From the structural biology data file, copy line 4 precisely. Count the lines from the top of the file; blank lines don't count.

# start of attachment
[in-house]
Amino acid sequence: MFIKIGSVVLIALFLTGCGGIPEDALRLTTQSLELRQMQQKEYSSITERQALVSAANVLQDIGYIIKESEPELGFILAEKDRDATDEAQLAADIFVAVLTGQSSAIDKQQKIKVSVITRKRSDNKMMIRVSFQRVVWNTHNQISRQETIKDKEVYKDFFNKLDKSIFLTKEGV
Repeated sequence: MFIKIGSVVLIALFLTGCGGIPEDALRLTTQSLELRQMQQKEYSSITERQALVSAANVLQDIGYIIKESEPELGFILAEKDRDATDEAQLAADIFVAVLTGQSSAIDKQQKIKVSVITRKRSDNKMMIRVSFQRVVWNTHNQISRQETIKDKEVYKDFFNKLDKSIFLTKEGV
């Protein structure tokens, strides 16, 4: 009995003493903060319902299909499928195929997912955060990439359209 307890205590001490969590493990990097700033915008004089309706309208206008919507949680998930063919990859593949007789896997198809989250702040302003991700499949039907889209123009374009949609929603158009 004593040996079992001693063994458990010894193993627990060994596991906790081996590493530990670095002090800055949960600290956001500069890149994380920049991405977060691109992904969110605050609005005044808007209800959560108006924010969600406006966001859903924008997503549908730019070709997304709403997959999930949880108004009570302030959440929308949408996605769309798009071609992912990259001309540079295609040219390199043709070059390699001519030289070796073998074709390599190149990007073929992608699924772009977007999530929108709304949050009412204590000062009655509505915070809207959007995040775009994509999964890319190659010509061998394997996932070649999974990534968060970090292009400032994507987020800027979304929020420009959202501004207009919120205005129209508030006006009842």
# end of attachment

């Protein structure tokens, strides 16, 4: 009995003493903060319902299909499928195929997912955060990439359209 307890205590001490969590493990990097700033915008004089309706309208206008919507949680998930063919990859593949007789896997198809989250702040302003991700499949039907889209123009374009949609929603158009 004593040996079992001693063994458990010894193993627990060994596991906790081996590493530990670095002090800055949960600290956001500069890149994380920049991405977060691109992904969110605050609005005044808007209800959560108006924010969600406006966001859903924008997503549908730019070709997304709403997959999930949880108004009570302030959440929308949408996605769309798009071609992912990259001309540079295609040219390199043709070059390699001519030289070796073998074709390599190149990007073929992608699924772009977007999530929108709304949050009412204590000062009655509505915070809207959007995040775009994509999964890319190659010509061998394997996932070649999974990534968060970090292009400032994507987020800027979304929020420009959202501004207009919120205005129209508030006006009842």